Wednesday, April 21, 2010

Spring Wildflowers

I've been on a hiking binge. I started last Friday hiking Oak Canyon with my grandson, then spent the next four days hiking around Palos Verdes in search of wildflowers. I found lots and also found some new places to explore.

Two of those new places are the
Portuguese Bend Reserve and Forrestal Reserve, both part of what is now called the Palos Verdes Nature Preserve. Abalone Cove and Lunada Canyon are also part of this preserve.

As with Carbon Canyon which I blogged about a year ago, there was a fire in the Portuguese Bend Reserve last August. The same effect can be seen here that was seen in Carbon Canyon. The hillsides are covered with Black Mustard or Brassica nigre (all those yellow flowers) making a stark contrast with the blackened trees. It was very beautiful on Sunday as I hiked down what is called Burma Rd. which is actually the extension of Crenshaw Blvd.

One plant that was in abundance was this phacelia which we have determined after much study is a Branching Phacelia or Phacelia ramosissima. However, it is not the variety that I have seen in Oak Canyon (var. ramosissima) and I would love to know what it is. And the hillsides were covered with it!

Another plant that is doing very well after the fire is a rare and endangered species of Mariposa Lily, the Catalina Mariposa Lily or Calochortus catalinae. My friend Yvetta told me there were some lilies growing along Burma Rd. but when I hiked down the road on Sunday, I didn't see them. Then she told me that they were in some of my photos only far away on the opposite hillside in the burn area. Perhaps you can see one cloud of white flowers in the blackened area on the far slope in the photo below. So I made a second trip to this reserve with my big telephoto lens. But even though that produced photos that could enable a person to identify the blooms as lilies, I wasn't satisfied. I wanted to get up close and take photos right down the throat of the blooms.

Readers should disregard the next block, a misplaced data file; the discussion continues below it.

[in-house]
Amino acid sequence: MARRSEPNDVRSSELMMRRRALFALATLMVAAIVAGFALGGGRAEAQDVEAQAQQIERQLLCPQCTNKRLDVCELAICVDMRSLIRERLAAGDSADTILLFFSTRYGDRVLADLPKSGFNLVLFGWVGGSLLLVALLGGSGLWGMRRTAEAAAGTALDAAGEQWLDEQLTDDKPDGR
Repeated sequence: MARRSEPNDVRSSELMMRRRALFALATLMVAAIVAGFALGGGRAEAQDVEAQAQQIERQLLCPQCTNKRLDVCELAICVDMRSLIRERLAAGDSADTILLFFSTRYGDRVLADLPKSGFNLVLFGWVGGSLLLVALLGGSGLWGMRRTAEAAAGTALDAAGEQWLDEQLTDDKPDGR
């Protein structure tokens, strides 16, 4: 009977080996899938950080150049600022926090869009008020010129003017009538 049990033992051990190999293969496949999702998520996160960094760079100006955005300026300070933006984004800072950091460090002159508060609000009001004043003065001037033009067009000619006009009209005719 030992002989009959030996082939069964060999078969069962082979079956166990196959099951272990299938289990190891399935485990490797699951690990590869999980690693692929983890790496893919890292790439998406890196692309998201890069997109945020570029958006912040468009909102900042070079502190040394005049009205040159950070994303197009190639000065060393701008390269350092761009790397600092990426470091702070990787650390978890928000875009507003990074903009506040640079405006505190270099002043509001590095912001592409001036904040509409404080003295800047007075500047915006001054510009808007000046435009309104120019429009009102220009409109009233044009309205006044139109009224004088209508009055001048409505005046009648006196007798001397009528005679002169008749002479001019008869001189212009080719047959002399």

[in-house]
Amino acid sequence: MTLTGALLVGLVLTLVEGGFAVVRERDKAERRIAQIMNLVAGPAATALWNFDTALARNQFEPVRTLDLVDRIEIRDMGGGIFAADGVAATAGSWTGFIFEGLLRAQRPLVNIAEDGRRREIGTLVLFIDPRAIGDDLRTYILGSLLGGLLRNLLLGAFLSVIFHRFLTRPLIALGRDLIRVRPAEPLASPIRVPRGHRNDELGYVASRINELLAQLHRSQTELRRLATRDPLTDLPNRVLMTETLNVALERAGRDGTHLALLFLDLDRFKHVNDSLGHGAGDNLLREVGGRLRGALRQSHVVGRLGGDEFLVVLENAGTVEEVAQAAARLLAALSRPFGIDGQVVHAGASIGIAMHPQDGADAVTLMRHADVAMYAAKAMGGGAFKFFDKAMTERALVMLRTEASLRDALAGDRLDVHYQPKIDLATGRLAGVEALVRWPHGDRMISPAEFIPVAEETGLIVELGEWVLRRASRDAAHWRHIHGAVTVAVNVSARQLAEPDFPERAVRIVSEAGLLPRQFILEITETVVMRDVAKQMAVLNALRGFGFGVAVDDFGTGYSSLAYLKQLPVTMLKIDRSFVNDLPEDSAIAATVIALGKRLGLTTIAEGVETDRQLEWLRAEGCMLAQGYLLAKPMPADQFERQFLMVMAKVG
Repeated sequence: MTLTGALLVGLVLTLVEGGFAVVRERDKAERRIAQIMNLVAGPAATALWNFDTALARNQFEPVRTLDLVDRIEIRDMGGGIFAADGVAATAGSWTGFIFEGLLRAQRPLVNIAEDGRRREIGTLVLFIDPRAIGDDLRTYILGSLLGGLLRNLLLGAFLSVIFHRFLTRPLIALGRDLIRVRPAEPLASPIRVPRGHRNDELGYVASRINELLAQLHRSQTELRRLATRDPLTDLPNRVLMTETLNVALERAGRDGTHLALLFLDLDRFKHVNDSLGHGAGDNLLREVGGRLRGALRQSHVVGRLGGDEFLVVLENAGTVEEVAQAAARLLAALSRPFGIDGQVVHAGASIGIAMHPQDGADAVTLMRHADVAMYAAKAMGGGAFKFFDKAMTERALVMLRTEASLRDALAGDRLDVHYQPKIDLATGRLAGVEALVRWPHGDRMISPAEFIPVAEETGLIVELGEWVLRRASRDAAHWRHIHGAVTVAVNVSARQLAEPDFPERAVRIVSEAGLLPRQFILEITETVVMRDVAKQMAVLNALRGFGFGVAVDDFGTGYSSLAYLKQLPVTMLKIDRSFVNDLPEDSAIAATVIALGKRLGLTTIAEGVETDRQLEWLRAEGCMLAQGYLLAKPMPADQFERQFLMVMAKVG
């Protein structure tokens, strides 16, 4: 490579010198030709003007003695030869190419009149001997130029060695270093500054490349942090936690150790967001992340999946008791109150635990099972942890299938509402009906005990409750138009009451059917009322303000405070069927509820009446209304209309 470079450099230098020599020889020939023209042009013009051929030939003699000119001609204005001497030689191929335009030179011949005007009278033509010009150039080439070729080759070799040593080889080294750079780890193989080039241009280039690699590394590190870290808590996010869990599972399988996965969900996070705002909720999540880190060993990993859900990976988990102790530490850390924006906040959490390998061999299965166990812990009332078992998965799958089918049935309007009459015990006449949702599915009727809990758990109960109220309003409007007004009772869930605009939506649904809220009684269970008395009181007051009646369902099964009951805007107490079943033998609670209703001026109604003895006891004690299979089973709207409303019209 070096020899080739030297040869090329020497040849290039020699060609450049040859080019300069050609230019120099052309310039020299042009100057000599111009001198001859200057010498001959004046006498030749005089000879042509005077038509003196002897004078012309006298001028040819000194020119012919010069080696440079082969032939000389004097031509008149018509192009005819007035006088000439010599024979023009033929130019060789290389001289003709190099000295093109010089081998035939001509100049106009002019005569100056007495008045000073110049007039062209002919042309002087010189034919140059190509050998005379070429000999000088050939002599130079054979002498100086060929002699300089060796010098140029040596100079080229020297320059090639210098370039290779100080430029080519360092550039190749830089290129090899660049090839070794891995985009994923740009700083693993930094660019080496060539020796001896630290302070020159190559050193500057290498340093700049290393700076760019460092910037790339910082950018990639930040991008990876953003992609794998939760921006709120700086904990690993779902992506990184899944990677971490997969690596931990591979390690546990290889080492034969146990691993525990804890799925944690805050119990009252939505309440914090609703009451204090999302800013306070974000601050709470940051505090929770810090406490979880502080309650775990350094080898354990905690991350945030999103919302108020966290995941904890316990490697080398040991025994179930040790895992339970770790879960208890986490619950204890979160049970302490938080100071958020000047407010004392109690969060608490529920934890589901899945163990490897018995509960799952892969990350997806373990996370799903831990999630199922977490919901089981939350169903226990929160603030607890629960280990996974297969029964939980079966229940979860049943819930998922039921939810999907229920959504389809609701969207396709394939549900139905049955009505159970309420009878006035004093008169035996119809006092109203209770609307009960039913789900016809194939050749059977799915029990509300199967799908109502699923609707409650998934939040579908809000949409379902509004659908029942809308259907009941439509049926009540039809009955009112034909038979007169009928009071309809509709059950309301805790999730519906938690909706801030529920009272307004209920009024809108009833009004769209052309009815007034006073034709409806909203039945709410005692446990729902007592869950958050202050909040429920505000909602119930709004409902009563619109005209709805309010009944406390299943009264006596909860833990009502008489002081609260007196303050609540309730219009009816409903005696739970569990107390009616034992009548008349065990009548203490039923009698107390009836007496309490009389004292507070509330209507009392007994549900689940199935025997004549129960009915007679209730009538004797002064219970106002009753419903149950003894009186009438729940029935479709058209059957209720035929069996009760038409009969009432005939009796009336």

Fortunately, at Forrestal Reserve there are blooms that you can get up close to. By luck I stumbled on about a hundred flowers at the top of what is called Fossil Hill. This was on my fifth day of hiking around. I was able to take about a hundred photos before it started to rain.

Well worth the effort, I think. I also found these striking Indian Paintbrush plants (Castilleja affinis).

Hiking canyons means going downhill a lot and then unfortunately you have to climb back uphill. So now my feet and my shins are sore but I am one happy camper.

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